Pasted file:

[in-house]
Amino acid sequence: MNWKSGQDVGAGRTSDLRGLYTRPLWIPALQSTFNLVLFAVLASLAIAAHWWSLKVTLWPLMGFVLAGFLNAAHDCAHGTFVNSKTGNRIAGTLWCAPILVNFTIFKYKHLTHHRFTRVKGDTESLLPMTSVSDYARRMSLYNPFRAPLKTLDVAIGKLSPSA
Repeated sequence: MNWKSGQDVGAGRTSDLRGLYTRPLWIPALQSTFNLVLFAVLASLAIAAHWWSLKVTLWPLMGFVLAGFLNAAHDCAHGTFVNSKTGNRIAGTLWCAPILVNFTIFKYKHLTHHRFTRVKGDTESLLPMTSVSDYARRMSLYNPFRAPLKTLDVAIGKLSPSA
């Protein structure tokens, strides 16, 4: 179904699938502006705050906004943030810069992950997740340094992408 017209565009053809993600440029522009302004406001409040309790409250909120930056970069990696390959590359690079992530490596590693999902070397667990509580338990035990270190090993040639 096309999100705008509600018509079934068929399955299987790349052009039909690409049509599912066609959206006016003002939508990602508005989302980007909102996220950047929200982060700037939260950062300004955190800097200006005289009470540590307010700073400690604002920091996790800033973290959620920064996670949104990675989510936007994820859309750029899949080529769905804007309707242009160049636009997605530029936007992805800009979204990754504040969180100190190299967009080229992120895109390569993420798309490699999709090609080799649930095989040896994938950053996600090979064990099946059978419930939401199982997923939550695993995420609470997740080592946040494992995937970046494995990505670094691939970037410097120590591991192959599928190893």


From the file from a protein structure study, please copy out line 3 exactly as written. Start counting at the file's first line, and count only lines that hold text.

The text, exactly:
Repeated sequence: MNWKSGQDVGAGRTSDLRGLYTRPLWIPALQSTFNLVLFAVLASLAIAAHWWSLKVTLWPLMGFVLAGFLNAAHDCAHGTFVNSKTGNRIAGTLWCAPILVNFTIFKYKHLTHHRFTRVKGDTESLLPMTSVSDYARRMSLYNPFRAPLKTLDVAIGKLSPSA